This past summer I worked for a start-up called SumZero. Located in New York City’s Flatiron District, in what is often now referred to as Silicon Alley, SumZero is a social community for professional investors.
On Wall Street, there are sell-side and buy- side investors or analysts. Sell-side analysts are paid to conduct research on companies and then publish their research. On the other hand, buy -side analysts are paid to conduct research on companies but then invest in their own ideas. Thus, wouldn’t investors prefer to get their research from analysts who are actually investing in their own ideas?! Well, because buy-side analyst do not get paid to publish their research, there was no incentive for them to publish it–until SumZero entered the picture. Buy-side professionals apply to join the SZ community; each application is carefully reviewed to ensure the applicant has enough experience on the buy-side. If accepted, which is not any easy feat, members submit two of their own investment ideas a year and in exchange gain access to others’ ideas.
Launched in 2008 by Divya Narendra (who co-founded HarvardConnect, with Cameron and Tyler Winklevoss) and Aalap Mahadevia, the service already boasts over 8,000 members. The SumZero team is small and close knit. It consists of two engineers (one back end, one front end), a head of product development, an HR SVP and CEO Divya Narendra. The chic open office boasts sliding glass doors, whiteboards, a DJ booth and a colossal LCD TV in the center of the office, surrounded by sleek gray couches and bar stools.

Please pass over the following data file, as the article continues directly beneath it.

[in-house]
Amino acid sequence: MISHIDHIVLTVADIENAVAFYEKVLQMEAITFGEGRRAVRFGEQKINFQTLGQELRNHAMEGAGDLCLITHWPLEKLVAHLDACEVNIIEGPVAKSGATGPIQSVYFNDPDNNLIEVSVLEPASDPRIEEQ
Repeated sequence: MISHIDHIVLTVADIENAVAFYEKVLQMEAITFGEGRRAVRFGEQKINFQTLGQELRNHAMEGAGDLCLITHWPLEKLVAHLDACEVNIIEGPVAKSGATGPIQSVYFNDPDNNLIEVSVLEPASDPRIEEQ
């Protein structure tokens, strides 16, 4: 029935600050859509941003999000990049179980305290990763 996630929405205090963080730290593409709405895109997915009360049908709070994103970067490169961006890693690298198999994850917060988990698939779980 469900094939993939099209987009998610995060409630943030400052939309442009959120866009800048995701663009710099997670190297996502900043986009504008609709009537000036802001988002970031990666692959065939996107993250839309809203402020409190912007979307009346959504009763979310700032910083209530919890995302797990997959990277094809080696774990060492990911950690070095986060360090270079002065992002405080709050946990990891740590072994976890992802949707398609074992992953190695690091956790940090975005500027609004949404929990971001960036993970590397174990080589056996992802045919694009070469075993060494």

My internship was dynamic in that consisted of two very important, yet different tasks. I spent the first half of my summer at SumZero “wireframing.” Wireframes are outlines or designs of what a webpage will look like. Having never wireframed before, I quickly learned what went into designing a webpage, and what user interface issues were important and therefore needed to be considered. In addition to designing the appearance, I was also responsible for conducting the research on what fields should be included on the webpage. My tasks ranged from creating new forms that allow members to submit research on various types of asset classes, to assisting in redesigning member profiles to better capture information and to simply make it look, well, cooler.
For the second half of my internship I took on a marketing project focusing on member engagement. My day consisted mainly of setting up calls and meetings, during which I would demo the site and work on engaging new and existing members.
Working at a small start-up provided with me with insight into the inner workings of a business and the daily problems businesses have to tackle. Just as important, I had the opportunity be a part of what is arguably the most important part of ensuring a business grows and improves: innovation. Having worked on both the product development side of the business and the marketing side, I learned and actively participated in developing new products to serve our customers better as well as how to interact with those customers. And though I have never worked in the corporate world, this experience revealed the many merits of working at a start-up, where the environment is laid back, you have more autonomy and where wearing shorts and a t-shirt to work is the norm.
Photo Credit: Hazey Jana